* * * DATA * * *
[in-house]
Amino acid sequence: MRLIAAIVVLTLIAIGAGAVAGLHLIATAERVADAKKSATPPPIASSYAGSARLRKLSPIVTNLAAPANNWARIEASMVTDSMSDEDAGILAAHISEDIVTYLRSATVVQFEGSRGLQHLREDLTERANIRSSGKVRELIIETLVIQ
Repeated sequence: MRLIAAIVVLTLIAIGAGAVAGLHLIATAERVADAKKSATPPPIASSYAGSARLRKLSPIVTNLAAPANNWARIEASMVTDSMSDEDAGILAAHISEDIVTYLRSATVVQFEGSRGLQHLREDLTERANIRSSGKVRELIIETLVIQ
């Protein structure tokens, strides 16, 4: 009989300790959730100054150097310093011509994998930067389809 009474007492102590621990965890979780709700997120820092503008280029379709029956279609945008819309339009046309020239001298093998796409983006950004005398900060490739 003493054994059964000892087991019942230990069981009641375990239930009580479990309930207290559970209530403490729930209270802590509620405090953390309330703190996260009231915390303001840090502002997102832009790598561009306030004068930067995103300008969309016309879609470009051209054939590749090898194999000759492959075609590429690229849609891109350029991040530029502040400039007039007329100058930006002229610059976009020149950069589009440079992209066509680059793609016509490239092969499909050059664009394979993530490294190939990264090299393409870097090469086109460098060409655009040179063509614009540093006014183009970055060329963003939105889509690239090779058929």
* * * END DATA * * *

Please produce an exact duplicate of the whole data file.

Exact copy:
[in-house]
Amino acid sequence: MRLIAAIVVLTLIAIGAGAVAGLHLIATAERVADAKKSATPPPIASSYAGSARLRKLSPIVTNLAAPANNWARIEASMVTDSMSDEDAGILAAHISEDIVTYLRSATVVQFEGSRGLQHLREDLTERANIRSSGKVRELIIETLVIQ
Repeated sequence: MRLIAAIVVLTLIAIGAGAVAGLHLIATAERVADAKKSATPPPIASSYAGSARLRKLSPIVTNLAAPANNWARIEASMVTDSMSDEDAGILAAHISEDIVTYLRSATVVQFEGSRGLQHLREDLTERANIRSSGKVRELIIETLVIQ
């Protein structure tokens, strides 16, 4: 009989300790959730100054150097310093011509994998930067389809 009474007492102590621990965890979780709700997120820092503008280029379709029956279609945008819309339009046309020239001298093998796409983006950004005398900060490739 003493054994059964000892087991019942230990069981009641375990239930009580479990309930207290559970209530403490729930209270802590509620405090953390309330703190996260009231915390303001840090502002997102832009790598561009306030004068930067995103300008969309016309879609470009051209054939590749090898194999000759492959075609590429690229849609891109350029991040530029502040400039007039007329100058930006002229610059976009020149950069589009440079992209066509680059793609016509490239092969499909050059664009394979993530490294190939990264090299393409870097090469086109460098060409655009040179063509614009540093006014183009970055060329963003939105889509690239090779058929």